Walden Ravine Is Restored, Improving Water Flow to Lake Michigan
By Kim Piekos
After more than three months of work this summer, the Walden Ravine restoration project has been completed.
Most of the attention in this $1 million venture was focused on the north side of Walden Ravine by Ringwood Road. Problems ranging from a collapsed headwall that allows water to move and the collapsing brick lining of the culvert under Ringwood Road signaled to the city that attention was required.
“This was truly a very necessary project,” says Jim Lockefeer, assistant to the director of public works, of the work on Walden Ravine. To slow stormwater down and improve water quality, three rock riffle pools were added to the north side. “These pools allow sediments to fall to the bottom of the pool and keep the rest of the water moving effectively,” says Jim Lockefeer, assistant to the director of public works in the City of Lake Forest. “This was truly a very necessary project.”
The south side of the ravine by Ringwood Road – which reopened Aug. 26 to cars, bicyclists and others with new curbs and other improvements -- also required some improvements, specifically improving the slope ratio and ensuring that water would move well through that area. “We don’t want a sheer cliff,” Lockefeer explains. “There was significant erosion that formed its own drainage swale, potentially creating an unstable area. “ A special ravine seed mix of native plants featuring long roots was developed and planted along the banks of the ravine to ensure stability.
Walden was the name of Cyrus McCormick Jr’s estate, which spread across more than 100 acres. It has been mostly razed, save for the stables off Westleigh Road that have been converted to a residence. Walden Road is a private road east of Ringwood that partially borders its namesake ravine, as does Walden Lane to the south. The 20 ravines in Lake Forest, carved by streams from 12,000-year-old receding glaciers, carry stormwater to Lake Michigan. “Ravines are incredibly significant to Lake Forest,” explains Lockefeer. “They are servicing natural watersheds that convey the water to the lake. Without them, millions of dollars worth of storm sewers under the ground would be needed.” During the summer months of 2017-2018 along with this year, the City of Lake Forest evaluated local ravines to determine how healthy and stable they were. College interns studying civil or environmental engineering trekked through each ravine, dropping points to record bank heights and ravine bed grading. “Though 90 percent of the ravines are privately owned, the city has a vested interest in them given their role in water management,” says Lockefeer. “We started looking at where the city might have some public ownership, where roadways may be impacted, storm sewer infrastructure and easements.”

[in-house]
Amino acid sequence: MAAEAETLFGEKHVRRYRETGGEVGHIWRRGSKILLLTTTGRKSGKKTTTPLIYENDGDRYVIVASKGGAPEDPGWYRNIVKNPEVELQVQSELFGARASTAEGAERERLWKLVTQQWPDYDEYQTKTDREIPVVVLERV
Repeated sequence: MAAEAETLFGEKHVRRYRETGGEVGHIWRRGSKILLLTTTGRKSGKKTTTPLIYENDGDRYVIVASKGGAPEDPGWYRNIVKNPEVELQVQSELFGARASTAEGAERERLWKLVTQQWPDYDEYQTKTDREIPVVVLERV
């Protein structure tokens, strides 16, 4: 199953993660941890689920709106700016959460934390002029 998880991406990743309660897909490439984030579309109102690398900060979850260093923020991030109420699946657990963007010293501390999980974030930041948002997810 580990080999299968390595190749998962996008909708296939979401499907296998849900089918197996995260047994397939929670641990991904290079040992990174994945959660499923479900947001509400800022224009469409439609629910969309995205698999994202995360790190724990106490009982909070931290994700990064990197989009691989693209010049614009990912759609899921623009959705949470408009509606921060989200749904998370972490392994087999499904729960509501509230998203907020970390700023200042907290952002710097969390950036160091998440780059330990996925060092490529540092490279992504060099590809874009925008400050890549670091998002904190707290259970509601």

The inventory and evaluation program, which used drones at times to record video of potentially problematic ravines, identified two ravines that needed restoration along with Walden: Rosemary and Rockefeller/Loch Lane. The Rosemary Ravine was completely restored in 2020, and the ravine near Rockefeller Road and Loch Lane, located near the Villa Turicum neighborhood, is scheduled to be designed in 2022 and restored in 2023. “The Rockefeller/Loch Lane project has eroding storm sewer infrastructure stemming from the roadway that needs to be addressed,” explains Lockefeer.
The City of Lake Forest employed Bleck Engineering, a Lake Forest-based company, to design the Walden Ravine restoration, and V3, a construction contractor with extensive experience in stream-bank stabilization.